Even though turbine flowmeters are losing ground to newtechnology flowmeters in some market segments, they remain a viable choice for steady, medium- to high-speed flows. Turbine meters have become solidly entrenched in the water, gas, oil and industrial liquid flow measurement markets.
Some turbine flowmeter companies are working hard to improve the technology and to make them more reliable. Important improvements address uni-directionality, pressure drop, fouling, sensitivity, and the need to lubricate turbine meters manually.
Three years ago Elster-Instromet launched the first bidirectional turbine meter, the SM-RI. According to Elster, it also reduces pressure loss by 50 percent over conventional turbine meters. The SM-RI is auto-lubricating. Elster claims its TurbinScope diagnostic tool makes it possible to examine performance under operating conditions without having to remove the meter from the process.The method, which is approved by the Dutch calibration facility NMi, can discover misreading due to turbine blade damage, installation effects, flow pulsations, and bearing damage. These capabilities mark an important step forward in turbine diagnostics.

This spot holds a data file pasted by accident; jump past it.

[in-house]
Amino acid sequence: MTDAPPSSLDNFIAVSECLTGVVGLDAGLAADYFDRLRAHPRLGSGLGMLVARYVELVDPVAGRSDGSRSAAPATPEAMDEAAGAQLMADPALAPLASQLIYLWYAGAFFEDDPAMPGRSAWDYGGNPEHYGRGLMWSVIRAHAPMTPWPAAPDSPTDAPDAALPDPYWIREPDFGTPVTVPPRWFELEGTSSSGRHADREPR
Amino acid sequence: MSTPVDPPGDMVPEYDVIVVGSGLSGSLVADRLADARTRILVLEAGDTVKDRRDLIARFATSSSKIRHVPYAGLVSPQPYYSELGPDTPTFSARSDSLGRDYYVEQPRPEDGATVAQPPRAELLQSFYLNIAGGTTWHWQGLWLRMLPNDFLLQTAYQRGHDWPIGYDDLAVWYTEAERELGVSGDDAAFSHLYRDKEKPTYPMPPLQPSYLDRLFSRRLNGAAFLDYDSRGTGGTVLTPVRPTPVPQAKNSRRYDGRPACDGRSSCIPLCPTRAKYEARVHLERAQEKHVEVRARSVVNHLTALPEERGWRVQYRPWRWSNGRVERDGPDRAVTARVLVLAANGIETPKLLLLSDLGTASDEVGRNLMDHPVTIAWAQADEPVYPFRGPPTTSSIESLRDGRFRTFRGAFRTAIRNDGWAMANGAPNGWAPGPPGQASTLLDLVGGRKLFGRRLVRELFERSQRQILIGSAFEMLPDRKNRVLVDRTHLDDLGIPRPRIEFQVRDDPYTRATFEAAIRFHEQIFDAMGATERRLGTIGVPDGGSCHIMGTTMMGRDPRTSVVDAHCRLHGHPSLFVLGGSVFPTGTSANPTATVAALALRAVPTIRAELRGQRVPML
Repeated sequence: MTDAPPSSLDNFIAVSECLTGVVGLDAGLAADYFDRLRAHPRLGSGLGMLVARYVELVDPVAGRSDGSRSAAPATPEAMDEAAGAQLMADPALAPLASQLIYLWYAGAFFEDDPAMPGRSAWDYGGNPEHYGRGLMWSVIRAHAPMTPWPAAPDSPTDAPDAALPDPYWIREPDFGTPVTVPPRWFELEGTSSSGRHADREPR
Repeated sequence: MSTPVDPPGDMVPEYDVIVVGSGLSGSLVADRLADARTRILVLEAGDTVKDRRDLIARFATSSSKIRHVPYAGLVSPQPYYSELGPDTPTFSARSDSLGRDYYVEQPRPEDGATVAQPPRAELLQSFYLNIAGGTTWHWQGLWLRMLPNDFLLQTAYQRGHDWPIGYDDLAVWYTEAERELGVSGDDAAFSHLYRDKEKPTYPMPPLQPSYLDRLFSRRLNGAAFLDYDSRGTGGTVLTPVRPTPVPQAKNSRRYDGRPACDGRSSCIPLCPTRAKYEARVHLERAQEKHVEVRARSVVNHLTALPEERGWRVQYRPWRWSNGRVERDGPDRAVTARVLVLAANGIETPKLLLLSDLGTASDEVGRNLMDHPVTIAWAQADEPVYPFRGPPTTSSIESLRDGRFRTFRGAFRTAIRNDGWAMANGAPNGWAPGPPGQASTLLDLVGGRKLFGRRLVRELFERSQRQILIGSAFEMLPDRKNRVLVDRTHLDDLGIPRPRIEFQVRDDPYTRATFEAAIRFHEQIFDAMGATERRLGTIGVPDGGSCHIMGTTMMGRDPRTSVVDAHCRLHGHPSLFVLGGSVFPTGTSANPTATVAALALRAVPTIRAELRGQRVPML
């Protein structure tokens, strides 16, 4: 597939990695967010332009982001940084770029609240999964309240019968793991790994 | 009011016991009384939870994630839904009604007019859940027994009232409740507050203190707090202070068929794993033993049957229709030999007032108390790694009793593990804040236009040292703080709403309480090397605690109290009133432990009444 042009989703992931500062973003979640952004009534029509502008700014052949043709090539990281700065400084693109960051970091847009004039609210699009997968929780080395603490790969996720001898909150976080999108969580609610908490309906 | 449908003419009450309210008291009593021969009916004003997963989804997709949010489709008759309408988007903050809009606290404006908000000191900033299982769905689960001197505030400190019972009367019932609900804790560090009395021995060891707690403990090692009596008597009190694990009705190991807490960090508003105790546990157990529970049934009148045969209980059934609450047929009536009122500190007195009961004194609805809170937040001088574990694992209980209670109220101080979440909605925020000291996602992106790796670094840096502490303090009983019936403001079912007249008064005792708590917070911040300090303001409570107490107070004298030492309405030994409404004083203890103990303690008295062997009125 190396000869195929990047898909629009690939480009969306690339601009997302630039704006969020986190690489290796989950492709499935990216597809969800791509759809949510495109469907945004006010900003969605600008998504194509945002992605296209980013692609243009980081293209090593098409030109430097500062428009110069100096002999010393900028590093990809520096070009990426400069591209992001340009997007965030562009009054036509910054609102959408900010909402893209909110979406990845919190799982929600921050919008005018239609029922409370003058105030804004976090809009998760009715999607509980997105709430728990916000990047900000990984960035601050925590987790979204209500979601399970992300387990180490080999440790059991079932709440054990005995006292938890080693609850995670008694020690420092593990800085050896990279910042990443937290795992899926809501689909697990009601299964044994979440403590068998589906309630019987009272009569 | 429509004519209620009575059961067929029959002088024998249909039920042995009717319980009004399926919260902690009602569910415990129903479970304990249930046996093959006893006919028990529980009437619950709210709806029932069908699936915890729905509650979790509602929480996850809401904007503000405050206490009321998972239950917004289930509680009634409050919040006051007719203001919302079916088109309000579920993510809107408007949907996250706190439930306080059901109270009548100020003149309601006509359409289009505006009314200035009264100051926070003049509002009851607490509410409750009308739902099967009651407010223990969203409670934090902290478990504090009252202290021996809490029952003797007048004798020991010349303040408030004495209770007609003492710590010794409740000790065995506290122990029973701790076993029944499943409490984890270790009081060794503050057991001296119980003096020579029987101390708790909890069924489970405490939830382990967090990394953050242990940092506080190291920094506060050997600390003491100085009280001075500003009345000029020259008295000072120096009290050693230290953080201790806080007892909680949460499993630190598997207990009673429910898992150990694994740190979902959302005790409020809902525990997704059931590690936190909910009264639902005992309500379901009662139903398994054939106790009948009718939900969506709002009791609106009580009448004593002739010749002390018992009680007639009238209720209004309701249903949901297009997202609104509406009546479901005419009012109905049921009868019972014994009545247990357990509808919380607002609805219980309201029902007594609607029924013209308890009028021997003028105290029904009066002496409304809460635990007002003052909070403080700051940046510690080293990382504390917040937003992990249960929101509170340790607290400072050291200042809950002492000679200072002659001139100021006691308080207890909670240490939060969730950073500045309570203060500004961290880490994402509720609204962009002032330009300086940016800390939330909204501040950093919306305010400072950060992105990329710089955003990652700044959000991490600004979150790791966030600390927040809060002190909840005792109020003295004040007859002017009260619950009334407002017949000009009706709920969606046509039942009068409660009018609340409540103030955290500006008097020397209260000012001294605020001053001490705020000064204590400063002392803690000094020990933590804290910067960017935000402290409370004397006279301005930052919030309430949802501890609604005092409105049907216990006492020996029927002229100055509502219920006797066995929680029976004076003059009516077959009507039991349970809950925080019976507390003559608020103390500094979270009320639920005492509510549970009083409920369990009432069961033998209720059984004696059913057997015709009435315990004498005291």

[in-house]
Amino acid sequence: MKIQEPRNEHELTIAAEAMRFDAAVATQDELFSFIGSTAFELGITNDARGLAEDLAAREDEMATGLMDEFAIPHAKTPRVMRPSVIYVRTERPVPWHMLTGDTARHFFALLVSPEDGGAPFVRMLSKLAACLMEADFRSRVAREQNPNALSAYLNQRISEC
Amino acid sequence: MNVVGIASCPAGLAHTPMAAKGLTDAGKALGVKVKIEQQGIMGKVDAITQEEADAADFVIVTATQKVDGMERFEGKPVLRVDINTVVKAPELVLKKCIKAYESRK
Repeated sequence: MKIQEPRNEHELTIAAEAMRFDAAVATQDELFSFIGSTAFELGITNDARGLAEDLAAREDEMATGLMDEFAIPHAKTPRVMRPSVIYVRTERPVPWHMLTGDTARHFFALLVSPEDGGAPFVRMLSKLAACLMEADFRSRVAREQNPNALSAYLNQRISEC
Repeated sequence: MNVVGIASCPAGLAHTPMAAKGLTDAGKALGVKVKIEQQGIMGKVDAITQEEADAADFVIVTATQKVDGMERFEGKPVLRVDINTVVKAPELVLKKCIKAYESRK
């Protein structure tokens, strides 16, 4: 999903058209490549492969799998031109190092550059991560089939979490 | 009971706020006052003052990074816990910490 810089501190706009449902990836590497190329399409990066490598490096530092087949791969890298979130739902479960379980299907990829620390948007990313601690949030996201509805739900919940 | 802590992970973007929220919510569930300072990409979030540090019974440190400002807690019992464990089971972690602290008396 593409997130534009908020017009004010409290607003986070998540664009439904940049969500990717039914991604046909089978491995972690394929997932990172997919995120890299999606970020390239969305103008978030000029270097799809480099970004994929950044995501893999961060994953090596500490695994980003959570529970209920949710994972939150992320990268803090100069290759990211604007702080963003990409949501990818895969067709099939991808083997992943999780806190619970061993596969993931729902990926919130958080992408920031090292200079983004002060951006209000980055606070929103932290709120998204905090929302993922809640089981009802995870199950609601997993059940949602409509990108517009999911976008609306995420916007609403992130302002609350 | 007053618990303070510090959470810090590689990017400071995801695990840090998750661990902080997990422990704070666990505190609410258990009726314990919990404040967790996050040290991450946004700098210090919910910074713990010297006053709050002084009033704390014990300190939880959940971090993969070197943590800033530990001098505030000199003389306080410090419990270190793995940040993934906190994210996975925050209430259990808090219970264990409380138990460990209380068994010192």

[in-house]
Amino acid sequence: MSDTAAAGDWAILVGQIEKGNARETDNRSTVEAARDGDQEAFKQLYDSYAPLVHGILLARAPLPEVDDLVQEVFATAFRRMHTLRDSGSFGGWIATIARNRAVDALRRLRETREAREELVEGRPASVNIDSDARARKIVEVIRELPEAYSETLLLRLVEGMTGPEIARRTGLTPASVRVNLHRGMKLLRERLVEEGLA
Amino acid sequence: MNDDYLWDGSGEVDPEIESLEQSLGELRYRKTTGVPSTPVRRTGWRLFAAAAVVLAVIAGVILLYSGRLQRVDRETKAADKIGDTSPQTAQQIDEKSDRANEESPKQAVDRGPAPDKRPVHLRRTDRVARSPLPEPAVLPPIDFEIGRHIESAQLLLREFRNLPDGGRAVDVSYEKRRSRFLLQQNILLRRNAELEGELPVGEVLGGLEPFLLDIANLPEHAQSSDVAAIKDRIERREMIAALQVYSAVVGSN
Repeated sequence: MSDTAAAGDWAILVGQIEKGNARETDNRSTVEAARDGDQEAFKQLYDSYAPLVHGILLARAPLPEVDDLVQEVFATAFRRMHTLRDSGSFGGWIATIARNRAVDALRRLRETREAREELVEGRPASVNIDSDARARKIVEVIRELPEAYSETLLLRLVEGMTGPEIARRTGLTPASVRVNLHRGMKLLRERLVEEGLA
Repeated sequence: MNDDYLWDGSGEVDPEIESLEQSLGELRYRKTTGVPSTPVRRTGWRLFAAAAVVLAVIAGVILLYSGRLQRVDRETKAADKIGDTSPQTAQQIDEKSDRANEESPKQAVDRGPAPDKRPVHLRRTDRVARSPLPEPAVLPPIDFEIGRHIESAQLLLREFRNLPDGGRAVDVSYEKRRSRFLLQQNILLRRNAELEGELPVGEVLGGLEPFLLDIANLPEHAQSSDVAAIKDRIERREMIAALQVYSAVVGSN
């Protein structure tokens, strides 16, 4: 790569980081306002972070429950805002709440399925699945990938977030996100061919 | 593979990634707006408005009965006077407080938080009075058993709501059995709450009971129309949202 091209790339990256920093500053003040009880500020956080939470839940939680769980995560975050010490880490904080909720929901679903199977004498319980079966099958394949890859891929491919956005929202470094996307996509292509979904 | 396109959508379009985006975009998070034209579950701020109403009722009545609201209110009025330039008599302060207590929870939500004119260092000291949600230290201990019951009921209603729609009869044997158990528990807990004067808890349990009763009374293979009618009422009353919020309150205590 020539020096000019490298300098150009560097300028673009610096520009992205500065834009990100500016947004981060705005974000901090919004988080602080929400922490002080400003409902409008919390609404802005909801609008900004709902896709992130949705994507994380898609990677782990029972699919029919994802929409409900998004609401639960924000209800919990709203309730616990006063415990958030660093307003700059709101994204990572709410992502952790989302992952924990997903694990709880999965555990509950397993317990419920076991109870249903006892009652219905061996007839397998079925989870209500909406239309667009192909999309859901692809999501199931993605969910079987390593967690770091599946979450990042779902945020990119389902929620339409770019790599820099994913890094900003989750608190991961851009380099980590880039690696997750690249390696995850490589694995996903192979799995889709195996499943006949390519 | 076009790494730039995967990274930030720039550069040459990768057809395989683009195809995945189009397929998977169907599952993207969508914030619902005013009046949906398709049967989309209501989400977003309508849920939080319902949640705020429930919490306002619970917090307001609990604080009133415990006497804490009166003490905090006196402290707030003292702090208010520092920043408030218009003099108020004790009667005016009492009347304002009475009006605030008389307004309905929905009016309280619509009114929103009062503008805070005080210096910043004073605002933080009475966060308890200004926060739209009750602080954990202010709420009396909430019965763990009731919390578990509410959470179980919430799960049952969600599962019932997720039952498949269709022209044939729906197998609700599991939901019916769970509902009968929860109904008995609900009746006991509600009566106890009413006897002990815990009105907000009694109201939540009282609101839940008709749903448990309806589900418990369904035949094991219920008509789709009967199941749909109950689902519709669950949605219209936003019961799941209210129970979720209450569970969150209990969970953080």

Cox Instruments offers enhanced accuracy with its dual rotor turbine meters. A flow computer is used to compensate for changes in viscosity and rotor blade variations. Digital signal processing (DSP) is used to condition the output data.
Honeywell RMB’s TRZ for custody transfer turbine meter integrates the meter with a special counter that indicates flowing gas volumes at prevailing pressure and temperature conditions. Gas can flow either vertically or horizontally.
Spirax Sarco’s MassTracker is a multivariable insertion turbine meter. The MassTracker has an internal RTD and can measure mass flow without using a flow computer. Its hot-tap capability makes it usable for a wide range of line sizes. The MassTracker is designed for stack monitoring and district heating applications, among others.
Turbine flowmeters are still widely used in flowmeter calibration and laboratories because of their high accuracy. However, some turbine flowmeter companies report growth in applications such as aircraft flight, aerial refueling, and tactical foreign aircraft development. Other companies report growth in the oil and gas markets, cryogenic applications, and ultra-pure water processing.